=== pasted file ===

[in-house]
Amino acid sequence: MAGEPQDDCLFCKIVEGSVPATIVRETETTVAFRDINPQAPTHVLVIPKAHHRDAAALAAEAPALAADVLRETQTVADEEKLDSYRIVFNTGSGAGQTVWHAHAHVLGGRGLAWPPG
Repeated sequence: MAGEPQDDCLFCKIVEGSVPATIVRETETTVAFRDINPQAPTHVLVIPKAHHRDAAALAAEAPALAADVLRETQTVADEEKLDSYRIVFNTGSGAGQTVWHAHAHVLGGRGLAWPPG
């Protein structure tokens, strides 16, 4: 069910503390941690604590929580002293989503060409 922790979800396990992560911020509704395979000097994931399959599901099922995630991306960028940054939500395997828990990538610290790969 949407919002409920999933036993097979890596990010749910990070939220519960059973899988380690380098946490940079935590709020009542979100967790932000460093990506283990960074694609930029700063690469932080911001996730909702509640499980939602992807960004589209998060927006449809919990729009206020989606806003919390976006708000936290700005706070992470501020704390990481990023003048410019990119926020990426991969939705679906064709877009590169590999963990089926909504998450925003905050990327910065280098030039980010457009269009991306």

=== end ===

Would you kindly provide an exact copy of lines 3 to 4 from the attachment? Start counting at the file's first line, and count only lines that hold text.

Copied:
Repeated sequence: MAGEPQDDCLFCKIVEGSVPATIVRETETTVAFRDINPQAPTHVLVIPKAHHRDAAALAAEAPALAADVLRETQTVADEEKLDSYRIVFNTGSGAGQTVWHAHAHVLGGRGLAWPPG
């Protein structure tokens, strides 16, 4: 069910503390941690604590929580002293989503060409 922790979800396990992560911020509704395979000097994931399959599901099922995630991306960028940054939500395997828990990538610290790969 949407919002409920999933036993097979890596990010749910990070939220519960059973899988380690380098946490940079935590709020009542979100967790932000460093990506283990960074694609930029700063690469932080911001996730909702509640499980939602992807960004589209998060927006449809919990729009206020989606806003919390976006708000936290700005706070992470501020704390990481990023003048410019990119926020990426991969939705679906064709877009590169590999963990089926909504998450925003905050990327910065280098030039980010457009269009991306």